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Messages - DannyK

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Apocalypse World / Re: Question about rolling...while under fire
« on: August 22, 2014, 01:31:25 AM »
You could certainly take away their ability to use the kit after failing the roll, but I can think of a *lot* of crueler, more exciting things to do with a hard move when one of the PC's is trying to heal someone without really knowing what they're doing:
--the patient survives, but because you didn't know to use the coffee reddener, they went into shock and became paralyzed on one side of their body, oh boy! (Inflict harm)
--the patient survives, but they're not stable by a long shot and you're going through your supplies at a furious rate -- do you let them die or barter all their stuff to that bastard Dremmer for more medical supplies?  (Make them pay, or make a hard choice)
--the patient survives and is fine, but is now fiercely addicted to chillstabs and starts stealing from the infirmary, and will do anything to maintain their supply (announce future badness?)
--the patient is still very sick, and only Doctor Balls down by the river can cure them - it's two days ride and they'll need to convalesce for a long time (separate them)
--if it's an NPC patient, he/she rallies, seems to be doing better, then dies during the night after going home.  Their family/friends now think you're an asshole.  (inflict harm)
--the patient dies right there on the spot and starts haunting the PC who "killed" them. Now you know what to do the next time that player blows a +Weird roll

Any of these options, and many more I haven't mentioned, seems more interesting than just saying "You can't do it".  Failed rolls, according to the rules as I understand them, should still move things forward, not result in the player being stuck after a failed attempt.  In other words, there's no "whiff factor" in AW.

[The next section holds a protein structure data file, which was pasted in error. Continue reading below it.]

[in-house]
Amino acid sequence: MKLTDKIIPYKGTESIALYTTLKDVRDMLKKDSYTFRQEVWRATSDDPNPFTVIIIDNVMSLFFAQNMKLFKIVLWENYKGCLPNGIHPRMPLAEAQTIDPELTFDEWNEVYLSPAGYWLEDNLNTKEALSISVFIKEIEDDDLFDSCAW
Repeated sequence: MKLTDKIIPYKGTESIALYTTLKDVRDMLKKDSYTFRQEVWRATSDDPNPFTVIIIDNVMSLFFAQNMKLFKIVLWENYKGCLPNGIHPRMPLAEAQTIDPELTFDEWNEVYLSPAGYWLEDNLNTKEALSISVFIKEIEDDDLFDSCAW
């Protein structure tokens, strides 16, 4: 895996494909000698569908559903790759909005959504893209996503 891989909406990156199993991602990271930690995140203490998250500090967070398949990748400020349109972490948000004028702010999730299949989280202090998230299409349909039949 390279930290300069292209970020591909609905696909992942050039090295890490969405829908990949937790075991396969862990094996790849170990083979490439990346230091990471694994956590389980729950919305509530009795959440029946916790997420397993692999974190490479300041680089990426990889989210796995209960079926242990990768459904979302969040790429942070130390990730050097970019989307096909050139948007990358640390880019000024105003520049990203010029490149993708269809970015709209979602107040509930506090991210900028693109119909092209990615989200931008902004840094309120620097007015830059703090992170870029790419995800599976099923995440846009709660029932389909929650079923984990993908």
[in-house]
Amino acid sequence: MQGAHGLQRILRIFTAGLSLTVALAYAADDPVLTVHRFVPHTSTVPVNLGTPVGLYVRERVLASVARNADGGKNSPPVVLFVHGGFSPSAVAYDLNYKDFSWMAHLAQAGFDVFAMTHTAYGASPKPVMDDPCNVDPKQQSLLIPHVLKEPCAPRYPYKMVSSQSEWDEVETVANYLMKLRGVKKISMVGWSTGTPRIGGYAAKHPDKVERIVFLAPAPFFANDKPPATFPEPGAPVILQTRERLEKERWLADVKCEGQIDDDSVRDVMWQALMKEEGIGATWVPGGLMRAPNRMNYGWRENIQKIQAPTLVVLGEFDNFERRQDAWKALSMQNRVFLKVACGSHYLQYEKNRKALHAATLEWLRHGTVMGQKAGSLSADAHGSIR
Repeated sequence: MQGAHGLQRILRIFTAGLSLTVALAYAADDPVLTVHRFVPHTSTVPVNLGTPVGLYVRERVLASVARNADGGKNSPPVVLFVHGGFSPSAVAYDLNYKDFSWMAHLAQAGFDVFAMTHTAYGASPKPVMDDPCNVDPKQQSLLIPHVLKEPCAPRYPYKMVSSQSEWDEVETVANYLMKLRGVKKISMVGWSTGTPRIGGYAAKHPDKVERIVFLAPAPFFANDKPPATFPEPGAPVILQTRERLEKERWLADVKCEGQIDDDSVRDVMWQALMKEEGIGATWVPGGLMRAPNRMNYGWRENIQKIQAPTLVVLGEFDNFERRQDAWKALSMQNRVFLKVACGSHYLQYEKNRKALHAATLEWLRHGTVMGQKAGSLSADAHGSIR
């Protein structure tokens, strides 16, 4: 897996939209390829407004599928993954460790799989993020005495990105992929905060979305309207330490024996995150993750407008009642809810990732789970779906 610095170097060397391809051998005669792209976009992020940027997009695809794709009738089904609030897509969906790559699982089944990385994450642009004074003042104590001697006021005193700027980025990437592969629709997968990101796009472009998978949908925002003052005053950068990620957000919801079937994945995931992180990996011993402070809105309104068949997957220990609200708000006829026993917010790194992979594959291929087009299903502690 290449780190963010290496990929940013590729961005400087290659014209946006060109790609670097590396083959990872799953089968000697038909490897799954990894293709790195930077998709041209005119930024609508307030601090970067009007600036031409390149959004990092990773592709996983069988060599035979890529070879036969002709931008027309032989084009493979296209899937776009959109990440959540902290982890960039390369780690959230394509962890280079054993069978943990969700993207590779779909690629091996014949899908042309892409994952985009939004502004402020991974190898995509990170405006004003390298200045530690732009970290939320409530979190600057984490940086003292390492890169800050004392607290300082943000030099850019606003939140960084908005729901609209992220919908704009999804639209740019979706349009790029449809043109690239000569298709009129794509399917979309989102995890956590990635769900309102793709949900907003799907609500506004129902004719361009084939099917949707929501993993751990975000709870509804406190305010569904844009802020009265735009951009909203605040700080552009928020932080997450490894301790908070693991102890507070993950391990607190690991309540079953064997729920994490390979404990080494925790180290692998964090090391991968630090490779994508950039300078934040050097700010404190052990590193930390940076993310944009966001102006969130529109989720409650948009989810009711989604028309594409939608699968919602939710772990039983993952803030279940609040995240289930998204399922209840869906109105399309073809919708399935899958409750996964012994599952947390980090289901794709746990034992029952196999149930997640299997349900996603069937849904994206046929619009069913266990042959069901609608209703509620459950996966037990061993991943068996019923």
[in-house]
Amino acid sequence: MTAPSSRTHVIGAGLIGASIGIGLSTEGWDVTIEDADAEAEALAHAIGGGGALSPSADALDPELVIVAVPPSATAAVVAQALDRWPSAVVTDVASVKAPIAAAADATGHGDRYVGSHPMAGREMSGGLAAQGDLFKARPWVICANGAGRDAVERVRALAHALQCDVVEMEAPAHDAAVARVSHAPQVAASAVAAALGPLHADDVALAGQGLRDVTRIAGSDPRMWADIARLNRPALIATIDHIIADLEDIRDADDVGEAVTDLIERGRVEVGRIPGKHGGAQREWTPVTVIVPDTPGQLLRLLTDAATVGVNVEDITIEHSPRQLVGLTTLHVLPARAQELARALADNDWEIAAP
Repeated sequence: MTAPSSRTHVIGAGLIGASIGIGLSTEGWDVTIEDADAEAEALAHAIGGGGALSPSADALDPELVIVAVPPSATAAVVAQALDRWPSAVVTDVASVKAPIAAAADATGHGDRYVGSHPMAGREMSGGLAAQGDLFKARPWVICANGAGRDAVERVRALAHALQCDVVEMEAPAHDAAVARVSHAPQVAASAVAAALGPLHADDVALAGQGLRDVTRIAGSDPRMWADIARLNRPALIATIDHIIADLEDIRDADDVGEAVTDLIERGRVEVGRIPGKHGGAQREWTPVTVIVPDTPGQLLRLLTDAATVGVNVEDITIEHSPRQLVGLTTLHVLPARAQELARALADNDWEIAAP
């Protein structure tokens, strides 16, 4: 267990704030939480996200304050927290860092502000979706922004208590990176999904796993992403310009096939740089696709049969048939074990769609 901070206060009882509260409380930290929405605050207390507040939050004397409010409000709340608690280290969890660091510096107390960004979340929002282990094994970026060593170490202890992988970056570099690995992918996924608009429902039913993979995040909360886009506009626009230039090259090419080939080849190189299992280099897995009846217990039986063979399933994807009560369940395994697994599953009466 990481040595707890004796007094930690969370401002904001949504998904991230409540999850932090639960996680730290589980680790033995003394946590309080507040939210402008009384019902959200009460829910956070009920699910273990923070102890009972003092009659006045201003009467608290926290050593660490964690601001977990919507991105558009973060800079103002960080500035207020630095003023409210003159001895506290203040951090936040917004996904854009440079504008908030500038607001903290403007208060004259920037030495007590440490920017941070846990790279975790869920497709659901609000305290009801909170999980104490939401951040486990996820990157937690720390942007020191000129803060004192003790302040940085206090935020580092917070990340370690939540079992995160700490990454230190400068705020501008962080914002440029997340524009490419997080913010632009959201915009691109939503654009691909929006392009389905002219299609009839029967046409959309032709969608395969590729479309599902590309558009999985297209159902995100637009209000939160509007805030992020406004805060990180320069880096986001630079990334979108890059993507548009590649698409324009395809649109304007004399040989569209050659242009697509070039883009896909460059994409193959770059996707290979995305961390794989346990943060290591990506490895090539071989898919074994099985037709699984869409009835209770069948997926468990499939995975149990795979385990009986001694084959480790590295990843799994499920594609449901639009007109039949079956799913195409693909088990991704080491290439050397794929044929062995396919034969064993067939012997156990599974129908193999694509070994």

Apocalypse World / Re: Playbook focus: The Gunlugger
« on: November 05, 2013, 12:16:56 AM »
A Gunlugger who takes that one move (blanking on the name) that lets you open your mind with +Hard, but only in combat, can be an awesome thing. Hit or miss, it's an open invitation to the MC to spew forth whatever grim visions of apocalypse they can think of, plus maybe some useful info.  If the player is willing to risk a bad brain opening roll in the middle of combat, they should get something nice for their troubles.

Apocalypse World / Re: Why the Maelstrom
« on: October 30, 2013, 04:46:21 PM »
Speaking as a player/MC of AW, I think the Maelstrom was  a genius thing to put in the game because it ties together a lot of different aspects of the game, but it's so undefined that you can do all kinds of interesting things with it, and it can really open up the game in a lot of ways.  As a player, it gives you something interesting to play with, and as an MC it frees you to make the AW setting really tight and grim in the "real world" because the Maelstrom is sort of an escape valve. A bit the way magic works in urban fantasy novels (rather than the way magic works in most RPGs).

Monsterhearts / Re: What do the players need to know?
« on: October 11, 2013, 12:37:11 PM »
Something I like to do when I'm running a game that's new to the players (let alone players who are new to RPG's) is do a "training mission" like in video games which lets them try out the moves and mechanics without any lasting damage to their characters.  It works especially well if you run it with the actual characters, so they can get into character with the explicit understanding that they can see how it goes and then change things up a bit for the real game which is played for keeps.